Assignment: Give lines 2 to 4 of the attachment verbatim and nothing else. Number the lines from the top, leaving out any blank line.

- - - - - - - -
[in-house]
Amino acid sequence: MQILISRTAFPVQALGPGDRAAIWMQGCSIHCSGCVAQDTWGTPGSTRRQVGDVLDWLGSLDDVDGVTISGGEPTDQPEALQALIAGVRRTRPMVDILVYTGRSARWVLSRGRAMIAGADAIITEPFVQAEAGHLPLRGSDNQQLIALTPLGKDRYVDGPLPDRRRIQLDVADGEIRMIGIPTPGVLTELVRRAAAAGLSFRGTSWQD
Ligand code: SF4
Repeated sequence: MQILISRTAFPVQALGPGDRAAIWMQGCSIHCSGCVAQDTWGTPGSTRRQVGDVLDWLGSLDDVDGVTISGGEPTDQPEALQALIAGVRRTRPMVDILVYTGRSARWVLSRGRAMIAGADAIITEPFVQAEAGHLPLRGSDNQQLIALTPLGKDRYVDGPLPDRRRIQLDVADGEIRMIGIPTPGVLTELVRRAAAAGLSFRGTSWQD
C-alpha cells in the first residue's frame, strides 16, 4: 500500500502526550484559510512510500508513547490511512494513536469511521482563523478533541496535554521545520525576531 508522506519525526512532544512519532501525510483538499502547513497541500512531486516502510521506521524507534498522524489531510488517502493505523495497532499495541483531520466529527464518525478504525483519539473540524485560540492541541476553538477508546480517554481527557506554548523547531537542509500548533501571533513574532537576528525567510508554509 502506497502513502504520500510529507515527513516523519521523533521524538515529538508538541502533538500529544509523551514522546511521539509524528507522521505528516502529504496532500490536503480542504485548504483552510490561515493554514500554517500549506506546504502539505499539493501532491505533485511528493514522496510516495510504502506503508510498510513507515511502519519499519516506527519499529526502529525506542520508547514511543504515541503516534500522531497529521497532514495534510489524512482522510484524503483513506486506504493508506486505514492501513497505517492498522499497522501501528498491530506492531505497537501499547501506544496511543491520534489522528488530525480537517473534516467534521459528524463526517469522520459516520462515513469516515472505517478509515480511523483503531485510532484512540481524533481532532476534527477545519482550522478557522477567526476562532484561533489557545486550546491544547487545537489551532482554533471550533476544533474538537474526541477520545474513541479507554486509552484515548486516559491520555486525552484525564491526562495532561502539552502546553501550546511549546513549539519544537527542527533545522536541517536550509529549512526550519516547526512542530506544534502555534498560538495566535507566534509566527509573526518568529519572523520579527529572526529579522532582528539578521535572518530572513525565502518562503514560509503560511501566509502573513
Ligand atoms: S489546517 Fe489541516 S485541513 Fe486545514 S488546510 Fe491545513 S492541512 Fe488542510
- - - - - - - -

Amino acid sequence: MQILISRTAFPVQALGPGDRAAIWMQGCSIHCSGCVAQDTWGTPGSTRRQVGDVLDWLGSLDDVDGVTISGGEPTDQPEALQALIAGVRRTRPMVDILVYTGRSARWVLSRGRAMIAGADAIITEPFVQAEAGHLPLRGSDNQQLIALTPLGKDRYVDGPLPDRRRIQLDVADGEIRMIGIPTPGVLTELVRRAAAAGLSFRGTSWQD
Ligand code: SF4
Repeated sequence: MQILISRTAFPVQALGPGDRAAIWMQGCSIHCSGCVAQDTWGTPGSTRRQVGDVLDWLGSLDDVDGVTISGGEPTDQPEALQALIAGVRRTRPMVDILVYTGRSARWVLSRGRAMIAGADAIITEPFVQAEAGHLPLRGSDNQQLIALTPLGKDRYVDGPLPDRRRIQLDVADGEIRMIGIPTPGVLTELVRRAAAAGLSFRGTSWQD